Julia Eccleshare, expert on children’s and young adult’s fiction and literature (and Book Doctor at The Guardian), recently wrote a piece for theguardian.com with recommendations for historical fiction for children and teenagers which is not about the world wars. Of Rosemary Sutcliff she said:
In her many novels, Rosemary Sutcliff charted the making of Britain from the simple living of the upland shepherds of the Bronze Age in Warrior Scarlet to Elizabethan England in The Queen Elizabeth Story. She concentrated particularly on Roman Britain reflecting the many attitudes and experiences around the coming together of different cultures as the Romans and the indigenous population learned to live together and to blend their two very different ways of life.
In a loose series of titles which includes The Eagle of the Ninth and Dawn Wind Rosemary Sutcliff writes of Romano-British occupation and skirmish but she also details the home life of both sides describing the cooking, weaving and celebrations of the British tribes and the more advanced home comforts of the Roman invaders such as the installation of central heating in their villas.
Other authors she recommended were: Geoffrey Trease, Leon Garfield, Jill Paton Walsh, Berlie Doherty, Sally Nicholls, Adele Geras, John Rowe Townsend, and Melvin Burgess .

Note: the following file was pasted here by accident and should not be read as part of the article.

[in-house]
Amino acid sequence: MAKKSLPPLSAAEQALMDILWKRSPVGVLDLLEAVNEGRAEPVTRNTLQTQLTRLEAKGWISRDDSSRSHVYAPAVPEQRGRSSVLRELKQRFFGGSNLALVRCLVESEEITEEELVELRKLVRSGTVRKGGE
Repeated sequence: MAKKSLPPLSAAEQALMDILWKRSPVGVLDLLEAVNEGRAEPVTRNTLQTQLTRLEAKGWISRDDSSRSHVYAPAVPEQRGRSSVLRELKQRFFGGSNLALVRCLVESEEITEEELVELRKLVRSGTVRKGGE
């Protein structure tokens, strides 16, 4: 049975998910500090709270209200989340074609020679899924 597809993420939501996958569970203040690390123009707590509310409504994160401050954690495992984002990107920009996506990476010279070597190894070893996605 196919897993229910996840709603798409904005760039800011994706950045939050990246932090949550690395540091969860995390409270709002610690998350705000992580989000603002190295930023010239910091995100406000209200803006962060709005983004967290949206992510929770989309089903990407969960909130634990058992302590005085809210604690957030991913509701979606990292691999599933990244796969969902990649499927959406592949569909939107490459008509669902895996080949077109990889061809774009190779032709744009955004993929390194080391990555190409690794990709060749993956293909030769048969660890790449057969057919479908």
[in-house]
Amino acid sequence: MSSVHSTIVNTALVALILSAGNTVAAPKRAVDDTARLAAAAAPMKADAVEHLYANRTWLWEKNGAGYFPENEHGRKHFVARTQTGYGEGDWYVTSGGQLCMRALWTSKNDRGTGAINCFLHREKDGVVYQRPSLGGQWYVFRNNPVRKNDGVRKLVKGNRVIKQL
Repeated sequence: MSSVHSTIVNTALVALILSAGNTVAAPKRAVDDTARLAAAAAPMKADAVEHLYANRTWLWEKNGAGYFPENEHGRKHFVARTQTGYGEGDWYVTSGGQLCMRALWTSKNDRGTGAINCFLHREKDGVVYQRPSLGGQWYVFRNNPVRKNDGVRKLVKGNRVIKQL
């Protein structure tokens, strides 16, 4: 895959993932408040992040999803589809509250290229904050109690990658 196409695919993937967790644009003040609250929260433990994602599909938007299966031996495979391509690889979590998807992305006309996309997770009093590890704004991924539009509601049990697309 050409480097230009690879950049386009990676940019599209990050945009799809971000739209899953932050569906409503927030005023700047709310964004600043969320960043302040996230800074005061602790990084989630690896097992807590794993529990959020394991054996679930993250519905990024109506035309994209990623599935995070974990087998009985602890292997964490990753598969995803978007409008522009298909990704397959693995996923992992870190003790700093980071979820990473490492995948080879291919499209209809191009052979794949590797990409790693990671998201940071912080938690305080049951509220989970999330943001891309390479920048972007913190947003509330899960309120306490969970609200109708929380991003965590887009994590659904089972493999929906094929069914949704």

Of Rosemary Sutcliff, Lizzy at LibraryThing writes to me:
When I was 10 my mum bought me The Queen Elizabeth Story. It was the first Rosemary Sutcliff I had read. I was fascinated with the historical detail, especially the clothes. I didn’t know what a ‘kirtle’ was at all. But by far the best part was when the tapestry of “Samarkhand the Golden” came to life. It is one of my favourite passages in literature, along with “Riddles in the Dark” from “The Hobbit”. My daughter is about to turn 10 and so I shall introduce her to Warrior Scarlet, The Eagle of the Ninth et al before long.
Charlotte thinks that Rosemary Sutcliff’s children’s historical novel The Queen Elizabeth Story is “a lovely book, full of thick description and vivid character and history made real. And its magic is aided and abetted by the wonderful drawings of C. Walter Hodges“, her “favourite children’s book illustrator.” Charlotte was writing a review on the Charlotte’s Library blog.
What really made this book for me, when I was young, was Adam. He was my first book love ( I was nine), and I am awfully fond of him still. He is lame, but so gallant and kind that Perdita doesn’t notice it…and in a scene I especially love, he invites a sad and lonely Perdita to a private banquet at the manor, where he makes the lords and ladies of a tapestry come alive for her in a glorious magical wonderful-ness.